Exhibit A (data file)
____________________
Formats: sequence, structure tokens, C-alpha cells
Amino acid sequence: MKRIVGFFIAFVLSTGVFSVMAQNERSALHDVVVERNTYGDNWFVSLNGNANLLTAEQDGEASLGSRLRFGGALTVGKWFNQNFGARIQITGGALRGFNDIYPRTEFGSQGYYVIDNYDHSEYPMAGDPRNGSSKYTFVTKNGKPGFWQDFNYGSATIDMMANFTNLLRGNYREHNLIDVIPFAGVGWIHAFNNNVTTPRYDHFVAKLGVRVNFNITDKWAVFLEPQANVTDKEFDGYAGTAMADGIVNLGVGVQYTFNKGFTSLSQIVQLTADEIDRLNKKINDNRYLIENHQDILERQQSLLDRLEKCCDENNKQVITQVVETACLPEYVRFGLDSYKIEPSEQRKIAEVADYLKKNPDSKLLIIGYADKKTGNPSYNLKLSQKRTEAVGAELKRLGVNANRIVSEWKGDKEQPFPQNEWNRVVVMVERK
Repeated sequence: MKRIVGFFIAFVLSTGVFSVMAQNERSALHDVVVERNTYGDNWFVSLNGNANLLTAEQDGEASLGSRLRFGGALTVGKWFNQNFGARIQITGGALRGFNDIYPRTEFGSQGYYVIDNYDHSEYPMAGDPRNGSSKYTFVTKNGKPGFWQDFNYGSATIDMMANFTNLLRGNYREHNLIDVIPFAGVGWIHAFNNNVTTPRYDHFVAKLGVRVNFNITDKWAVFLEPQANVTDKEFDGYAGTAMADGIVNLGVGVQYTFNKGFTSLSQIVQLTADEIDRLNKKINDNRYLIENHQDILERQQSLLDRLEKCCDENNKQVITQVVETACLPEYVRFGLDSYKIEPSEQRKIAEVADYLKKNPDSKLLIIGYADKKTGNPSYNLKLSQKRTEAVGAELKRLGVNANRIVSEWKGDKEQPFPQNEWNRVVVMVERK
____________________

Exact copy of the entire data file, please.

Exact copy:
Formats: sequence, structure tokens, C-alpha cells
Amino acid sequence: MKRIVGFFIAFVLSTGVFSVMAQNERSALHDVVVERNTYGDNWFVSLNGNANLLTAEQDGEASLGSRLRFGGALTVGKWFNQNFGARIQITGGALRGFNDIYPRTEFGSQGYYVIDNYDHSEYPMAGDPRNGSSKYTFVTKNGKPGFWQDFNYGSATIDMMANFTNLLRGNYREHNLIDVIPFAGVGWIHAFNNNVTTPRYDHFVAKLGVRVNFNITDKWAVFLEPQANVTDKEFDGYAGTAMADGIVNLGVGVQYTFNKGFTSLSQIVQLTADEIDRLNKKINDNRYLIENHQDILERQQSLLDRLEKCCDENNKQVITQVVETACLPEYVRFGLDSYKIEPSEQRKIAEVADYLKKNPDSKLLIIGYADKKTGNPSYNLKLSQKRTEAVGAELKRLGVNANRIVSEWKGDKEQPFPQNEWNRVVVMVERK
Repeated sequence: MKRIVGFFIAFVLSTGVFSVMAQNERSALHDVVVERNTYGDNWFVSLNGNANLLTAEQDGEASLGSRLRFGGALTVGKWFNQNFGARIQITGGALRGFNDIYPRTEFGSQGYYVIDNYDHSEYPMAGDPRNGSSKYTFVTKNGKPGFWQDFNYGSATIDMMANFTNLLRGNYREHNLIDVIPFAGVGWIHAFNNNVTTPRYDHFVAKLGVRVNFNITDKWAVFLEPQANVTDKEFDGYAGTAMADGIVNLGVGVQYTFNKGFTSLSQIVQLTADEIDRLNKKINDNRYLIENHQDILERQQSLLDRLEKCCDENNKQVITQVVETACLPEYVRFGLDSYKIEPSEQRKIAEVADYLKKNPDSKLLIIGYADKKTGNPSYNLKLSQKRTEAVGAELKRLGVNANRIVSEWKGDKEQPFPQNEWNRVVVMVERK